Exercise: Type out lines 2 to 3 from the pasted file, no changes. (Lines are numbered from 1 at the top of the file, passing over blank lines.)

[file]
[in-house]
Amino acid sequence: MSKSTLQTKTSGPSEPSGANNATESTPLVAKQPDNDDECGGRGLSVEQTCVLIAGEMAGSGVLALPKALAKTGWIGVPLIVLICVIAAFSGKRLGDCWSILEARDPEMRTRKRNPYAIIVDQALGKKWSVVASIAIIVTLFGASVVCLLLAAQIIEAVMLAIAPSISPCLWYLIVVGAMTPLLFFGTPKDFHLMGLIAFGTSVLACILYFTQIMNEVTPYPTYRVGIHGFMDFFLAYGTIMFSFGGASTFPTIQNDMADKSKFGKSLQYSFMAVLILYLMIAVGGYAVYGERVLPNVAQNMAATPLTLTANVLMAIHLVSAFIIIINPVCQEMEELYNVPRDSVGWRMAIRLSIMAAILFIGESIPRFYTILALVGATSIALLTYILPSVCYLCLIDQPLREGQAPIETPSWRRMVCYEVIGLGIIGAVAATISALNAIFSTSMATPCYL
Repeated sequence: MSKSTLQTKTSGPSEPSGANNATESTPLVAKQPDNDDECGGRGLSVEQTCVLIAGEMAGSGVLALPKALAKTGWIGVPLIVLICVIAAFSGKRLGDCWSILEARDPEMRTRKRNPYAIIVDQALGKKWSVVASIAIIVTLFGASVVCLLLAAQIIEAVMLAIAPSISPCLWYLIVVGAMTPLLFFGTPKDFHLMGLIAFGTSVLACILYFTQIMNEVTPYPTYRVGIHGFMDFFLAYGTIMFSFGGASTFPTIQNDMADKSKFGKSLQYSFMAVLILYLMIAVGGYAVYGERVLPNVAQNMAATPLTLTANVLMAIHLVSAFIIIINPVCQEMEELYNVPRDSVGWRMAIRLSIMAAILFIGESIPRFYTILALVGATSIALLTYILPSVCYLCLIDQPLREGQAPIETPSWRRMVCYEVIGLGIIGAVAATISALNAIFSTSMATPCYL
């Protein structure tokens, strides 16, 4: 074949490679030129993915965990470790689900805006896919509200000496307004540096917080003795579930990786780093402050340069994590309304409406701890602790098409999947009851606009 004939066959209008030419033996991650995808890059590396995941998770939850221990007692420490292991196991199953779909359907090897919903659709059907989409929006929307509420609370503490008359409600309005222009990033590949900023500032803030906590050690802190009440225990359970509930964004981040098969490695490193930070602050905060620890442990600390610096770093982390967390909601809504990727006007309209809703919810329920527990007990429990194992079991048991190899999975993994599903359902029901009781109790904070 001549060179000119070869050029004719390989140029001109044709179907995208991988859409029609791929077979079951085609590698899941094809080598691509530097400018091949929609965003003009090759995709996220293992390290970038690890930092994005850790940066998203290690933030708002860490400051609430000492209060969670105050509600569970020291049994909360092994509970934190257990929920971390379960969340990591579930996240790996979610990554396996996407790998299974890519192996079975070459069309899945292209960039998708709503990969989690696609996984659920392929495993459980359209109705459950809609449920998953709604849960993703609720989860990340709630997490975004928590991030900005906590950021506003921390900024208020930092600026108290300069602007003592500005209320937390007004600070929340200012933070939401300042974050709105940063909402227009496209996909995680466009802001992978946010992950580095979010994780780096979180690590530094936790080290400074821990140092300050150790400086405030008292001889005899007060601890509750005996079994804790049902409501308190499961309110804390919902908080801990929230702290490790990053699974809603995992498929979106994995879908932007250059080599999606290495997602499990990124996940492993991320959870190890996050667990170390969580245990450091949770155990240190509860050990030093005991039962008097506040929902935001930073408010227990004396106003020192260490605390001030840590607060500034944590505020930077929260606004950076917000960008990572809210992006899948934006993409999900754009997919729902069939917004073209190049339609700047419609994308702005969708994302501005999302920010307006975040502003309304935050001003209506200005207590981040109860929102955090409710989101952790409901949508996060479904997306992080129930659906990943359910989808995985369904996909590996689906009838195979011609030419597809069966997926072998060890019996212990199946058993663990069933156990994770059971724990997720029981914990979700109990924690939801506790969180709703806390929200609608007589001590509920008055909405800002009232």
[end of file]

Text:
Amino acid sequence: MSKSTLQTKTSGPSEPSGANNATESTPLVAKQPDNDDECGGRGLSVEQTCVLIAGEMAGSGVLALPKALAKTGWIGVPLIVLICVIAAFSGKRLGDCWSILEARDPEMRTRKRNPYAIIVDQALGKKWSVVASIAIIVTLFGASVVCLLLAAQIIEAVMLAIAPSISPCLWYLIVVGAMTPLLFFGTPKDFHLMGLIAFGTSVLACILYFTQIMNEVTPYPTYRVGIHGFMDFFLAYGTIMFSFGGASTFPTIQNDMADKSKFGKSLQYSFMAVLILYLMIAVGGYAVYGERVLPNVAQNMAATPLTLTANVLMAIHLVSAFIIIINPVCQEMEELYNVPRDSVGWRMAIRLSIMAAILFIGESIPRFYTILALVGATSIALLTYILPSVCYLCLIDQPLREGQAPIETPSWRRMVCYEVIGLGIIGAVAATISALNAIFSTSMATPCYL
Repeated sequence: MSKSTLQTKTSGPSEPSGANNATESTPLVAKQPDNDDECGGRGLSVEQTCVLIAGEMAGSGVLALPKALAKTGWIGVPLIVLICVIAAFSGKRLGDCWSILEARDPEMRTRKRNPYAIIVDQALGKKWSVVASIAIIVTLFGASVVCLLLAAQIIEAVMLAIAPSISPCLWYLIVVGAMTPLLFFGTPKDFHLMGLIAFGTSVLACILYFTQIMNEVTPYPTYRVGIHGFMDFFLAYGTIMFSFGGASTFPTIQNDMADKSKFGKSLQYSFMAVLILYLMIAVGGYAVYGERVLPNVAQNMAATPLTLTANVLMAIHLVSAFIIIINPVCQEMEELYNVPRDSVGWRMAIRLSIMAAILFIGESIPRFYTILALVGATSIALLTYILPSVCYLCLIDQPLREGQAPIETPSWRRMVCYEVIGLGIIGAVAATISALNAIFSTSMATPCYL